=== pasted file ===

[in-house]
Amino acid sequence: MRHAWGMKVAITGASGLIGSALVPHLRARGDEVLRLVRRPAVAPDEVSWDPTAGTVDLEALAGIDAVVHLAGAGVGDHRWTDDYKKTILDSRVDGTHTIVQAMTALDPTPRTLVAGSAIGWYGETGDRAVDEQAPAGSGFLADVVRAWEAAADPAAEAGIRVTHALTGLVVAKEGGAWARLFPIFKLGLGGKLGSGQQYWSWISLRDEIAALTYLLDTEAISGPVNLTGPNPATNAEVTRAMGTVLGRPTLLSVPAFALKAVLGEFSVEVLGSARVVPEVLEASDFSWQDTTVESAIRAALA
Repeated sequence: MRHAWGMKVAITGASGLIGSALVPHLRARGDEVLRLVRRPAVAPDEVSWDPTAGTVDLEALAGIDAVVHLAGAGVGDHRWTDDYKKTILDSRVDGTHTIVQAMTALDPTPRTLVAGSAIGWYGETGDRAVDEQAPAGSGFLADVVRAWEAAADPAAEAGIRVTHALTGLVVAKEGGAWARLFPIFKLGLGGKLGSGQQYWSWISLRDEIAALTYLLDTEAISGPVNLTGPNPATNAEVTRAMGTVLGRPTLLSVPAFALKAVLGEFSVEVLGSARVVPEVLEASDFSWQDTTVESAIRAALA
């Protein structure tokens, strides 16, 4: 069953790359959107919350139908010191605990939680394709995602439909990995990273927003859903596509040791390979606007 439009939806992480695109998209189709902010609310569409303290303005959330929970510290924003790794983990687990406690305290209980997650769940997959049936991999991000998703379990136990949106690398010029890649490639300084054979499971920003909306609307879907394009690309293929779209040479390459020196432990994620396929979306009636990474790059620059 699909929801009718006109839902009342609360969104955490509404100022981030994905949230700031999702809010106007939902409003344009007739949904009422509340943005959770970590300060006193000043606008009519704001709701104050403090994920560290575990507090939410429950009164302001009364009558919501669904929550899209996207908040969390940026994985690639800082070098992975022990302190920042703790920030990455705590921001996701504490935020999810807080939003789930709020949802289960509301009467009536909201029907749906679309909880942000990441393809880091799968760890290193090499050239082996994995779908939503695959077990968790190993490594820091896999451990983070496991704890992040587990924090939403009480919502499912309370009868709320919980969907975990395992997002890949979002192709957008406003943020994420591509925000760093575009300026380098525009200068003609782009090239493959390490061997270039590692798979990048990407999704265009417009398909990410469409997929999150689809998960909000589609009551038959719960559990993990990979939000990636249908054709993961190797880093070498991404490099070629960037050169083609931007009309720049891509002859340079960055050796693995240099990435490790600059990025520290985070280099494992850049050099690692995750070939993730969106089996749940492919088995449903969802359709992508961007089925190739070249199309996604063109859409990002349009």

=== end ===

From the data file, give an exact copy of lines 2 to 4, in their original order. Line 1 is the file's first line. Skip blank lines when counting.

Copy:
Amino acid sequence: MRHAWGMKVAITGASGLIGSALVPHLRARGDEVLRLVRRPAVAPDEVSWDPTAGTVDLEALAGIDAVVHLAGAGVGDHRWTDDYKKTILDSRVDGTHTIVQAMTALDPTPRTLVAGSAIGWYGETGDRAVDEQAPAGSGFLADVVRAWEAAADPAAEAGIRVTHALTGLVVAKEGGAWARLFPIFKLGLGGKLGSGQQYWSWISLRDEIAALTYLLDTEAISGPVNLTGPNPATNAEVTRAMGTVLGRPTLLSVPAFALKAVLGEFSVEVLGSARVVPEVLEASDFSWQDTTVESAIRAALA
Repeated sequence: MRHAWGMKVAITGASGLIGSALVPHLRARGDEVLRLVRRPAVAPDEVSWDPTAGTVDLEALAGIDAVVHLAGAGVGDHRWTDDYKKTILDSRVDGTHTIVQAMTALDPTPRTLVAGSAIGWYGETGDRAVDEQAPAGSGFLADVVRAWEAAADPAAEAGIRVTHALTGLVVAKEGGAWARLFPIFKLGLGGKLGSGQQYWSWISLRDEIAALTYLLDTEAISGPVNLTGPNPATNAEVTRAMGTVLGRPTLLSVPAFALKAVLGEFSVEVLGSARVVPEVLEASDFSWQDTTVESAIRAALA
């Protein structure tokens, strides 16, 4: 069953790359959107919350139908010191605990939680394709995602439909990995990273927003859903596509040791390979606007 439009939806992480695109998209189709902010609310569409303290303005959330929970510290924003790794983990687990406690305290209980997650769940997959049936991999991000998703379990136990949106690398010029890649490639300084054979499971920003909306609307879907394009690309293929779209040479390459020196432990994620396929979306009636990474790059620059 699909929801009718006109839902009342609360969104955490509404100022981030994905949230700031999702809010106007939902409003344009007739949904009422509340943005959770970590300060006193000043606008009519704001709701104050403090994920560290575990507090939410429950009164302001009364009558919501669904929550899209996207908040969390940026994985690639800082070098992975022990302190920042703790920030990455705590921001996701504490935020999810807080939003789930709020949802289960509301009467009536909201029907749906679309909880942000990441393809880091799968760890290193090499050239082996994995779908939503695959077990968790190993490594820091896999451990983070496991704890992040587990924090939403009480919502499912309370009868709320919980969907975990395992997002890949979002192709957008406003943020994420591509925000760093575009300026380098525009200068003609782009090239493959390490061997270039590692798979990048990407999704265009417009398909990410469409997929999150689809998960909000589609009551038959719960559990993990990979939000990636249908054709993961190797880093070498991404490099070629960037050169083609931007009309720049891509002859340079960055050796693995240099990435490790600059990025520290985070280099494992850049050099690692995750070939993730969106089996749940492919088995449903969802359709992508961007089925190739070249199309996604063109859409990002349009």